Last weekend easyJet and its partners Airbus and Nicarnica flew a ton of volcanic ash from Iceland, collected by the University of Iceland’s Institute of Earth Sciences, to the U.K. for testing of the AVOID technology by Airbus and Oxford University.
The Eyjafjallajökull eruption. Photo: Páll Stefansson/Iceland Review.
The ash, dried to create the consistency of fine talc, will be used in an experiment this summer where an Airbus test plane will disperse the ash into the atmosphere and simulate an ash cloud for the second Airbus plane, itv.com reports.
The second test aircraft will be equipped with the AVOID technology, which is supposed to be able to detect and avoid volcanic ash at over 30,000 feet.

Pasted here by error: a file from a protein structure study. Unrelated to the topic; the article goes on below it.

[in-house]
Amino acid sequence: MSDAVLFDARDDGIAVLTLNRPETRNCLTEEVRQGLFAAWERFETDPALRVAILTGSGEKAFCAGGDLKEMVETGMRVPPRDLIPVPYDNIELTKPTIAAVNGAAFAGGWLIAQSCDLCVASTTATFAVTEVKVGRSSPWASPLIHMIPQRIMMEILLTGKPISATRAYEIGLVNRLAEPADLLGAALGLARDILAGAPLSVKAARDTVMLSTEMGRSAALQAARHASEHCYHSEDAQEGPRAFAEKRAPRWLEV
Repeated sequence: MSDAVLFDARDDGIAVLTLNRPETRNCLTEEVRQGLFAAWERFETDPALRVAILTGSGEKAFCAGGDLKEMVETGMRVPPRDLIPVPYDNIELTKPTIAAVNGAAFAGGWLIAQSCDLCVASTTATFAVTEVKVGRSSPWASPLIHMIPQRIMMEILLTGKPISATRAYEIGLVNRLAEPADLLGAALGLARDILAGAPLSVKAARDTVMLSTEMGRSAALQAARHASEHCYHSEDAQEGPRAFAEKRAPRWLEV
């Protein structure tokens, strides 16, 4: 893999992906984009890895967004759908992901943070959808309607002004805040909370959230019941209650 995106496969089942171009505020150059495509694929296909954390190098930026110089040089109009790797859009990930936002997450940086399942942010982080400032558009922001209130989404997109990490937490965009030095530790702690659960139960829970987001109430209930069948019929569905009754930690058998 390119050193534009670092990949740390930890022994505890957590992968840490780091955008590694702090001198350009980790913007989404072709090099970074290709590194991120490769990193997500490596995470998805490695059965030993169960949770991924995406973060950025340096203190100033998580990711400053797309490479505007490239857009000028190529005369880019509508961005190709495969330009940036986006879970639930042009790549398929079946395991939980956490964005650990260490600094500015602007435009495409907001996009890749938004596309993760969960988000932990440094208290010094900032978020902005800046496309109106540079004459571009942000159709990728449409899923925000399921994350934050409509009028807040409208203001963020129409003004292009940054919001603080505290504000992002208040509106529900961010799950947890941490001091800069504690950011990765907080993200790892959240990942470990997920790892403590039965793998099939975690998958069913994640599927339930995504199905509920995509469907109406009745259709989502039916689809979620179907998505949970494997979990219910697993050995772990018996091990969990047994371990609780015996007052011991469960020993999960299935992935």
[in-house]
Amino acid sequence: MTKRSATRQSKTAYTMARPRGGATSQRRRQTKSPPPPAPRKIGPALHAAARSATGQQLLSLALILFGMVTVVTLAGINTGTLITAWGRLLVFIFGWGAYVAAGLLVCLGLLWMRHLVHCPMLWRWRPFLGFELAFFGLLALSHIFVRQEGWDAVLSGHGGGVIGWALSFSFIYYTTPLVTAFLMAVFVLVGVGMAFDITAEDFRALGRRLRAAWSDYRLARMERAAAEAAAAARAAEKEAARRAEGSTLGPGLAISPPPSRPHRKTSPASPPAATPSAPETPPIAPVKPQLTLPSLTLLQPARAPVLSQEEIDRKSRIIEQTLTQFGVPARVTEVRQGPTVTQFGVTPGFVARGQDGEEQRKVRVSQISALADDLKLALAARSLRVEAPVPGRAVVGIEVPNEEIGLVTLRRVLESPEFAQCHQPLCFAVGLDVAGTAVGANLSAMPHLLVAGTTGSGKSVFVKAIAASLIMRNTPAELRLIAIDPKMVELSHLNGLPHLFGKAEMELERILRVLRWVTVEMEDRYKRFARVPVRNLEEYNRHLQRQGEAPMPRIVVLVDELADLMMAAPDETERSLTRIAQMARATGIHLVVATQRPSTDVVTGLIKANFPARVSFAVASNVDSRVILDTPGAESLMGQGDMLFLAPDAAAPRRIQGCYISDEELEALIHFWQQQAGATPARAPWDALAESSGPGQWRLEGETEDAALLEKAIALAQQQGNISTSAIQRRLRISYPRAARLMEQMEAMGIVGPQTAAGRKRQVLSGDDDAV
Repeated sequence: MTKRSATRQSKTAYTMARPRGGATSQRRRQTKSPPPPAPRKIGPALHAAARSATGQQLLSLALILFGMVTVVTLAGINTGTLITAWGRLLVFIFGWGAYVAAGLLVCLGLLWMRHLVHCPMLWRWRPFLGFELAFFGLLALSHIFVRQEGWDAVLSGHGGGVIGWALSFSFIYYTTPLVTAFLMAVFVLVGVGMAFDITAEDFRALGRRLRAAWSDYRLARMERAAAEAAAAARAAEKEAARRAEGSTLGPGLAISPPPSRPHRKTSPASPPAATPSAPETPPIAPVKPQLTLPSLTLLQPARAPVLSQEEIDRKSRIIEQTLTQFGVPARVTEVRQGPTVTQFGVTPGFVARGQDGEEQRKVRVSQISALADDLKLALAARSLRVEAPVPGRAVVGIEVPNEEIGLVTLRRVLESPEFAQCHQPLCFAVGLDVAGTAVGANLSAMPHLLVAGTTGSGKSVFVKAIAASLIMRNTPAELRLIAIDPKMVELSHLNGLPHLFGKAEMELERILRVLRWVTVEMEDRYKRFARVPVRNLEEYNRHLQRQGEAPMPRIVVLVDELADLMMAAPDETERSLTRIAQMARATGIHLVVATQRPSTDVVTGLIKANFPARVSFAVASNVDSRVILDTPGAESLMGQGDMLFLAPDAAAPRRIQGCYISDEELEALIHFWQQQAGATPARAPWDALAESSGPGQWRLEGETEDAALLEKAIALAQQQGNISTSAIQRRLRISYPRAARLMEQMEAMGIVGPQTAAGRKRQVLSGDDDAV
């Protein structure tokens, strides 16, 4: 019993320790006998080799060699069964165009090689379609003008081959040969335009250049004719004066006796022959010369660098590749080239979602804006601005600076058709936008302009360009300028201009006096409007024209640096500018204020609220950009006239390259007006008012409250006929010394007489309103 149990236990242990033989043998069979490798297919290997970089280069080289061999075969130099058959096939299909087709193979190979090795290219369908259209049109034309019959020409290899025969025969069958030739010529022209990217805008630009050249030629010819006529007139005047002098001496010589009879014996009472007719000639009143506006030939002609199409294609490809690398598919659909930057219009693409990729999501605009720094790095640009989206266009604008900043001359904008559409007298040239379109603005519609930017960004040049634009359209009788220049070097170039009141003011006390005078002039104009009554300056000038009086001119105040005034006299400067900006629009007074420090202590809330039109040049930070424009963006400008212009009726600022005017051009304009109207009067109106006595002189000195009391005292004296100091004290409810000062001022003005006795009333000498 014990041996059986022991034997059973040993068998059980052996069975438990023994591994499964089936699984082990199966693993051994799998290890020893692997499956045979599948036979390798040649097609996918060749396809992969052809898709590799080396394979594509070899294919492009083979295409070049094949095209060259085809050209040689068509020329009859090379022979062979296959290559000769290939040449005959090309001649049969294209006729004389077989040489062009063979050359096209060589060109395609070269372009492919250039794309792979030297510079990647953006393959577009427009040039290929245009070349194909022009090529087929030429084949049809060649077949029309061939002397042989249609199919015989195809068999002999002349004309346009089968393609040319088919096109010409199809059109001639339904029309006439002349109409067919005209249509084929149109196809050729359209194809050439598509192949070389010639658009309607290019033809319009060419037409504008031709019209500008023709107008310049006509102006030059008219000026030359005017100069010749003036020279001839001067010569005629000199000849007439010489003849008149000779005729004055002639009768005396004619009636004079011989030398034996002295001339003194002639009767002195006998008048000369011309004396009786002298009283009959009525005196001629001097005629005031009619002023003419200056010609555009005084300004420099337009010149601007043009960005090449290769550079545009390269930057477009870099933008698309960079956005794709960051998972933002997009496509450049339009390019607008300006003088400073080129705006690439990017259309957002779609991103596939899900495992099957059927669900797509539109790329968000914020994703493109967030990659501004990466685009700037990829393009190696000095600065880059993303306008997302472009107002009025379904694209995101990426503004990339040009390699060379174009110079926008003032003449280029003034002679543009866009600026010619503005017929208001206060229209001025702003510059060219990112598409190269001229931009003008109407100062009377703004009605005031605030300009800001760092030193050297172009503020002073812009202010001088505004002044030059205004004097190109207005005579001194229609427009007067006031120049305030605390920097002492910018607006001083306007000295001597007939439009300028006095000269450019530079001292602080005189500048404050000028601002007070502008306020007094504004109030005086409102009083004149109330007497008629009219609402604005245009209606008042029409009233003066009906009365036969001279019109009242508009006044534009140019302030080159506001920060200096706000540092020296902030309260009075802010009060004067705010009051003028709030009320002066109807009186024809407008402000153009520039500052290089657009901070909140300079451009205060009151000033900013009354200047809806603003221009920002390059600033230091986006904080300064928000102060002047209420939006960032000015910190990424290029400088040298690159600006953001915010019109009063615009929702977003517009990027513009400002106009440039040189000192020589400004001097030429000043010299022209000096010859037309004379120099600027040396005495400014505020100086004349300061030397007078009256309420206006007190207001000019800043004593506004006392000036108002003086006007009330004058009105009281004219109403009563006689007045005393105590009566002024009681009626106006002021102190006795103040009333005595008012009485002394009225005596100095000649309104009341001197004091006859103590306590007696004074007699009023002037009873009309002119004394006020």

“The threat from Icelandic volcanoes continues and so finalising the approval of the AVOID technology is as crucial now as ever to ensure we never again see the scenes of spring 2010 when all flying ceased for several days,” stated Engineering Director at easyJet Ian Davies.
The 2010 volcanic eruption in Eyjafjallajökull, South Iceland, disrupted air travel around the globe for days, resulting in substantial financial losses for airlines.